In three opinions, the Marshall Court considered questions of double jeopardy, without ever clearly referring to the Double Jeopardy Clause of the Fifth Amendment. First, in United States v. Perez (1824), the Court held that there was no bar to a second prosecution after a mistrial was declared for "manifest necessity."[166] (Justice Story authored the opinion of the Court, espousing the position taken by Justice Thompson below.[167]) Next, in United States v. Wilson (1833), the Court held that the protection of prior jeopardy extended to lesser included offenses; "[a]fter the judgment [of conviction], no subsequent prosecution could be maintained for the same offence, nor for any part of it."[168] But, Wilson held that, in order to receive the protection of a pardon, a defendant must accept the pardon and affirmatively plead its existence in court.[169] And, finally, in United States v. Randenbush (1834)—where the defendant had first been acquitted of counterfeiting one note, and then convicted of counterfeiting a different note (which had been introduced as evidence at the first trial)—the Court held that double jeopardy did not run from the use of the same evidence for "entirely a distinct offence."[170]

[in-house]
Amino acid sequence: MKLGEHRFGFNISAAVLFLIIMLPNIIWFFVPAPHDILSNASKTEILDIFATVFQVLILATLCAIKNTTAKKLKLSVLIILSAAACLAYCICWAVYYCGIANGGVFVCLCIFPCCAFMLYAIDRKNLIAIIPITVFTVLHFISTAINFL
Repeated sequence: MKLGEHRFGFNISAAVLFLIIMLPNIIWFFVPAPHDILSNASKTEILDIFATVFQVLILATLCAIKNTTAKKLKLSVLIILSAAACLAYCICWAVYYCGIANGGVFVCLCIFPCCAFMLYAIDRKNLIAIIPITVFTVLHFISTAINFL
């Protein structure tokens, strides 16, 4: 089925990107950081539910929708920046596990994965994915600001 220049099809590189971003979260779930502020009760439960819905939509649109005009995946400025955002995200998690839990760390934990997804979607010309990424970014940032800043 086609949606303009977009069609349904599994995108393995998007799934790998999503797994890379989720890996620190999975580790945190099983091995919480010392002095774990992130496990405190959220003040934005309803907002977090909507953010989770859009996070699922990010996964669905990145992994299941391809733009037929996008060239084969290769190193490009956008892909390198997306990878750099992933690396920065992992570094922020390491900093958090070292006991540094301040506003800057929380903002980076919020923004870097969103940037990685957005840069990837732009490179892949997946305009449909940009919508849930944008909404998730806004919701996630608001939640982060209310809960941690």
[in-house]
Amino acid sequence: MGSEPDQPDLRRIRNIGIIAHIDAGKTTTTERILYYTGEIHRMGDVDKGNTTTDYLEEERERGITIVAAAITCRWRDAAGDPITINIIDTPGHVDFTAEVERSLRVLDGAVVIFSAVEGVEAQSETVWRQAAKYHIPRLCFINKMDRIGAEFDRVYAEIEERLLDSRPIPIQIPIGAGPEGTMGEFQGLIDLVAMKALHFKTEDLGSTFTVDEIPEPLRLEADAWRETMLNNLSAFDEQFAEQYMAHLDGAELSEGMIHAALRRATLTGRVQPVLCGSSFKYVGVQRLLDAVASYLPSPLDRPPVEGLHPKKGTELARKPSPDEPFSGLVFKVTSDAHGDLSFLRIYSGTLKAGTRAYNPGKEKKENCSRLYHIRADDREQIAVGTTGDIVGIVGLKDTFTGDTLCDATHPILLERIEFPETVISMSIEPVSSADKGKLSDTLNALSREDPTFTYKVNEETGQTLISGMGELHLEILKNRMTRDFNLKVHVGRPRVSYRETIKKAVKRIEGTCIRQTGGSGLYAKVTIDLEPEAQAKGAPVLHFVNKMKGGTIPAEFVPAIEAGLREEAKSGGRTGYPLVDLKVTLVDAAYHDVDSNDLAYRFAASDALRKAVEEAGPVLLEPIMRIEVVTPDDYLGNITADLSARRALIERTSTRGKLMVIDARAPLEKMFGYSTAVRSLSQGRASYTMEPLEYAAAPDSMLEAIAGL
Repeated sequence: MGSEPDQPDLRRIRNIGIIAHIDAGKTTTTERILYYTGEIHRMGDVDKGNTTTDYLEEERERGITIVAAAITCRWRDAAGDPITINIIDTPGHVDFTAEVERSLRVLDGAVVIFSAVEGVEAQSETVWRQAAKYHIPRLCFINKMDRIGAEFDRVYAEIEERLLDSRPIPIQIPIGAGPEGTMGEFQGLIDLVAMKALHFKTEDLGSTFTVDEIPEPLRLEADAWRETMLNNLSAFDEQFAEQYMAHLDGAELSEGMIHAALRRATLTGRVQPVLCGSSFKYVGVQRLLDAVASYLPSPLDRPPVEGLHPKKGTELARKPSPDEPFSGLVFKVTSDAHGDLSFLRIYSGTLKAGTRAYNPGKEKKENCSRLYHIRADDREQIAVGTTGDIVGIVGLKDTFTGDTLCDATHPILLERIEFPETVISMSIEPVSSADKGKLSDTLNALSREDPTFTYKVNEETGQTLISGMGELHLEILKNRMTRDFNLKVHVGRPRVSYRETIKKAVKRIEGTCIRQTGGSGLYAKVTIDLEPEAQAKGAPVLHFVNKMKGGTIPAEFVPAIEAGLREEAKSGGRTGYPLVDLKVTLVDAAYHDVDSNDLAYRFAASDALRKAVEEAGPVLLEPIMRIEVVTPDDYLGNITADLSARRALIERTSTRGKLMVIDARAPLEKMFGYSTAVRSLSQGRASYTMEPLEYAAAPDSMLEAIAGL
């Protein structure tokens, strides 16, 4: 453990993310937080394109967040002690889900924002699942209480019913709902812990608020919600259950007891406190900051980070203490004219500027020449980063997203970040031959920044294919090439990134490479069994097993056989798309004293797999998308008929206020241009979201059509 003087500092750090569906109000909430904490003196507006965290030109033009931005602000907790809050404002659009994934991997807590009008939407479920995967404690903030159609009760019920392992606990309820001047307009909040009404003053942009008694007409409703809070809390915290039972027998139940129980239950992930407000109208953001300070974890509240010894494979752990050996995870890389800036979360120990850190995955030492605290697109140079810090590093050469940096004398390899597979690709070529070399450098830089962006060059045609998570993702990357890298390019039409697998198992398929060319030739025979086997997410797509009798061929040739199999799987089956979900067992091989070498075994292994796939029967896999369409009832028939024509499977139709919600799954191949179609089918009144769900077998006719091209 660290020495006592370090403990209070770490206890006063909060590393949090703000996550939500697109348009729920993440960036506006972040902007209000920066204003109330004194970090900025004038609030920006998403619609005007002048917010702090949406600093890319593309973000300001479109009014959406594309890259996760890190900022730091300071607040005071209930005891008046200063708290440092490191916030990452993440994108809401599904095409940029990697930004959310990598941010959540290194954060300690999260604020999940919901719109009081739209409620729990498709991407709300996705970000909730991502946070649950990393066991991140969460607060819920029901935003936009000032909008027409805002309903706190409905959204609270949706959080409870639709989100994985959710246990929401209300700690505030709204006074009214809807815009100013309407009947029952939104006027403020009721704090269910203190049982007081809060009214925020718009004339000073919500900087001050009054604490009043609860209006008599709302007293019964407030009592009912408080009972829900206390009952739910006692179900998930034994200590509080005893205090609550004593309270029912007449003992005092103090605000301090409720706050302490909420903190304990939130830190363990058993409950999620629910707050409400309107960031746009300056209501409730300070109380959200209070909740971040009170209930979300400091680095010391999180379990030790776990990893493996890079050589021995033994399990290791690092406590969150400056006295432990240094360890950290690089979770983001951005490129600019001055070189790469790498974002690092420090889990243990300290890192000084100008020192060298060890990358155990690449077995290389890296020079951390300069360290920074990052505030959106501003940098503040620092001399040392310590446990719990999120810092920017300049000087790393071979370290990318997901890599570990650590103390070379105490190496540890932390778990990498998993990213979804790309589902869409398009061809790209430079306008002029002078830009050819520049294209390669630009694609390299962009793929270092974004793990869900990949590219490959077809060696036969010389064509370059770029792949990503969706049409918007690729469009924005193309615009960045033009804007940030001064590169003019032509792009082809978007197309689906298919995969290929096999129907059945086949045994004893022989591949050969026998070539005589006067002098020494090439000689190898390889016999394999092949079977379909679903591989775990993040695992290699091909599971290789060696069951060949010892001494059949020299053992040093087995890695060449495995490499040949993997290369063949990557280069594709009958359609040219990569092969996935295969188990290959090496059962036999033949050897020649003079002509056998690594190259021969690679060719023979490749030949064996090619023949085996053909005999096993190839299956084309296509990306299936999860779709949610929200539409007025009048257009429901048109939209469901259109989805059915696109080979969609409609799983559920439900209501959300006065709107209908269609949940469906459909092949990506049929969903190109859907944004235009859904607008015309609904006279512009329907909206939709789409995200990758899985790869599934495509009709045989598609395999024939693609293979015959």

Original jurisdiction of the Supreme Court

In United States v. Ortega (1826), the Court held that it was not unconstitutional to vest original jurisdiction for the criminal trial of assaults on ambassadors in the circuit courts.[171] The Court did not reach the question of whether the original jurisdiction of the Supreme Court could be made concurrent with a lower court,[n 9] instead holding that the criminal trial of an assault on an ambassador[n 10] was not a "Case[] affecting Ambassadors, other public Ministers and Consuls" within the meaning of Article Three.[171] Justice Washington, the author of the Court's opinion, had also delivered the jury charge below.[172]

Two Supreme Court justices had previously disagreed on this question while riding circuit. In United States v. Ravara (C.C.D. Pa. 1793), an indictment for sending anonymous and threatening letters to a foreign minister with a view to extort money, Justice James Wilson argued that the circuit court could be given concurrent jurisdiction; Justice James Iredell argued that it could not; Judge Richard Peters, of the District of Pennsylvania, sided with Wilson, and the case continued.[173]